4.1.4 PXELinux Configuration

If you have not already installed syslinux, you should do so:

# yum install syslinux

If you have SELinux enabled, you must also install the syslinux-tftpboot package to make sure that files are given the correct SELinux context:

# yum install syslinux-tftpboot

Copy the PXELinux binary, the menu system and the multiboot com32 module from the syslinux package to your tftp server root (/tftpboot by default):

# cp /usr/share/syslinux/pxelinux.0 /tftpboot/
# cp /usr/share/syslinux/vesamenu.c32 /tftpboot/
# cp /usr/share/syslinux/mboot.c32 /tftpboot/

The pxelinux.0, vesamenu.c32 and mboot.c32 files must match the kernel requirements of the DHCP/PXE server. In our example, we use vesamenu.c32 to present a graphical boot menu and mboot.c32 to boot the installer into a Xen environment, however it is possible to simply use the mboot.c32 image on its own to perform the same function without a graphical menu. In all cases, these files should be copied from the syslinux package specific to your Oracle Linux installation where you intend to run the PXE server. Do not attempt to use the mboot.c32 or vesamenu.c32 files from an alternate location.

Create the pxelinux.cfg directory.

# mkdir /tftpboot/pxelinux.cfg

Create a PXE Menu configuration file at /tftpboot/pxelinux.cfg/pxe.conf containing the following configuration:

menu width 80
menu rows 14
menu color border               30;44      #ffffffff #00000000 std

Create the /tftpboot/pxelinux.cfg/default PXE configuration file. Your configuration options may vary depending on your requirements. The following presents a guideline configuration:

DEFAULT vesamenu.c32 
MENU INCLUDE pxelinux.cfg/pxe.conf
LABEL BootLocal
        localboot 0
        TEXT HELP
        Boot to local hard disk
        KERNEL mboot.c32
        # Note that the APPEND line should be unbroken, the \\ delimiter is used
        # to indicate that these line breaks should be removed
        APPEND ovs/xen.gz --- ovs/vmlinuz ip=dhcp \\
               dom0_mem=max:128G dom0_max_vcpus=20 \\
               ksdevice=eth0 ks=nfs:n.n.n.n:/srv/install/ks.config \\
               method=nfs:n.n.n.n:/srv/install/ovs --- ovs/initrd.img
        TEXT HELP
        Install OVM Server

Replace n.n.n.n with the IP address of the DHCP/PXE server.

The default behavior on timeout is to boot to the local hard disk. To change the default behavior to force an install, you can change the ONTIMEOUT parameter to point to the OVS menu item. The important thing to remember here is that when an install is completed, the server reboots and if this option is not changed back to BootLocal, the server enters into an installation loop. There are numerous approaches to handling this, and each depend on your own environment, requirements and policies. The most common approach is to boot the servers using one configuration, wait for a period until they are all in the install process and then change this configuration file to ensure that they return to local boot at the time that they reboot.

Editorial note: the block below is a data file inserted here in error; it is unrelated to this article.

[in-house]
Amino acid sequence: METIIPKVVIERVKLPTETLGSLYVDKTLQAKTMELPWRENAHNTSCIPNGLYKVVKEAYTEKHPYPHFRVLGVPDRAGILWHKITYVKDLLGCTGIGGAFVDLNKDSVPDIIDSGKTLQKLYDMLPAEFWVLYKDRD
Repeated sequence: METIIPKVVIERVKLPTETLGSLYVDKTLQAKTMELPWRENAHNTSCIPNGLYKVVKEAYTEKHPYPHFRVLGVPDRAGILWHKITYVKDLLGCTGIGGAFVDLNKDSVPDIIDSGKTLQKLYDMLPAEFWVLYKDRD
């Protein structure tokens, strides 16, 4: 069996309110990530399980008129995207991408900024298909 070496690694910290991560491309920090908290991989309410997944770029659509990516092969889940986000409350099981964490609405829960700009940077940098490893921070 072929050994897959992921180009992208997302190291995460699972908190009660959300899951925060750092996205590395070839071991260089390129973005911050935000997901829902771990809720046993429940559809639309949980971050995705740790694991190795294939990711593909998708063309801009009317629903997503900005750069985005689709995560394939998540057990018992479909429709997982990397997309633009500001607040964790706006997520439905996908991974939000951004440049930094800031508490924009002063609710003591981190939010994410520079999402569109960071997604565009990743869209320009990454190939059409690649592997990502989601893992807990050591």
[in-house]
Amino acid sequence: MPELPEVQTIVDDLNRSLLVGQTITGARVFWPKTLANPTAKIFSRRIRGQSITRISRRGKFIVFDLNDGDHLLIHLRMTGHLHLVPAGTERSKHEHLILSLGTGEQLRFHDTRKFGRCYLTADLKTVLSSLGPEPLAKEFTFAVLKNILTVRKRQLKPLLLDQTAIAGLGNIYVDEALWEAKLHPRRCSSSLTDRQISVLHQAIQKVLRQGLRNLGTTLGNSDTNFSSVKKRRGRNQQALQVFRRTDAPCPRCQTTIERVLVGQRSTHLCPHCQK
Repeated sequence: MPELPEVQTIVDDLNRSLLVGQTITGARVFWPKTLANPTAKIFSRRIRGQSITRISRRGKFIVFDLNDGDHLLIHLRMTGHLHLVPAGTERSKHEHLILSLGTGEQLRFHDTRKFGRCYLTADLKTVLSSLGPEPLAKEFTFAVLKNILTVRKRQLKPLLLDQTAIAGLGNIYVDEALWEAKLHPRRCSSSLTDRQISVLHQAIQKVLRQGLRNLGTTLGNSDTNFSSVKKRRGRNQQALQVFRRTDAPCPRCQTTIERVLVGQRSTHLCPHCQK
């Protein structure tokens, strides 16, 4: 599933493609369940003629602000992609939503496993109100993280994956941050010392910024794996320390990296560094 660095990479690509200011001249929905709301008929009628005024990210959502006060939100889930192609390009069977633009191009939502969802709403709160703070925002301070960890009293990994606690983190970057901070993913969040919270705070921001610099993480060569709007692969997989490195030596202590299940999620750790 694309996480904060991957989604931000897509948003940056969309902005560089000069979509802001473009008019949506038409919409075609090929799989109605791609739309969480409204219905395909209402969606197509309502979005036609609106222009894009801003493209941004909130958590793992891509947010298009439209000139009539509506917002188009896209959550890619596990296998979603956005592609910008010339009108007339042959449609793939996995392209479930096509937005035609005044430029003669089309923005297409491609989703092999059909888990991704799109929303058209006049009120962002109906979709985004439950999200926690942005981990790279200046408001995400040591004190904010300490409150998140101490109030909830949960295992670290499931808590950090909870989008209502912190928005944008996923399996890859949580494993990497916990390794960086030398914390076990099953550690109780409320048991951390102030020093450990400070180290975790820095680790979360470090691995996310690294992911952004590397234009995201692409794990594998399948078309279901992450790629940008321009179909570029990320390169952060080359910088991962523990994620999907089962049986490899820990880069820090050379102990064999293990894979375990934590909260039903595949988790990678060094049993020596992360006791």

The KERNEL location points to the mboot.c32 module. This allows us to perform a multiboot operation so that the installer loads within a Xen environment. This is necessary for two reasons. First, it is useful to establish that the Xen hypervisor is at least able to run on the hardware prior to installation. Second, and more importantly, device naming may vary after installation if you do not run the installer from within the Xen hypervisor, leading to problems with device configuration post installation.

Other things to note in the APPEND line:

  • The Xen hypervisor is loaded first and this is located within the path ovs/xen.gz in the TFTP server root. This is set up in the next step in this section.

  • The installer kernel is located within the path ovs/vmlinuz in the TFTP server root. This is set up in the next step in this section.

  • The IP address for the installer kernel is acquired using DHCP as configured earlier in this section.

  • Limits are applied to dom0 for the installer to ensure that the installer is stable while it runs. This is achieved using the parameters dom0_mem=max:128G and dom0_max_vcpus=20. These parameters are used by default when the installer is loaded from CDROM and it is recommended that they are used if you intend to perform a network install.

  • The Kickstart device is set to eth0. This is technically dependent on how your servers are cabled and configured. In some cases, detection of Ethernet devices may be unpredictable. You may find it more sensible to specify the ksdevice option to point to a particular MAC address using: ksdevice= 00:14:4f:ec:ad:80.

  • The Kickstart configuration path is specified pointing to an NFS server, which we configure and set up later in this section. The content of this file is also discussed in more detail in Section 4.2, “Using Kickstart to Automate Installation Options”. You could equally use HTTP or HTTPS for this, but in this example we set up an NFS server for this purpose.

  • The method is specified as using NFS and an export is also listed. This is the location of the content of the entire Oracle VM Server installation ISO, that will be used to copy the packages required for the installation. You could equally use HTTP or HTTPS for this, but in this example we set up an NFS server for this purpose.

  • The initial ramdisk image is located within the path ovs/initrd.img in the TFTP server root. This is set up in the next step in this section.

  • Although we have broken the APPEND line across multiple lines for readability, using the \\ delimiter to show that the line breaks, the entire APPEND statement must be on a single line.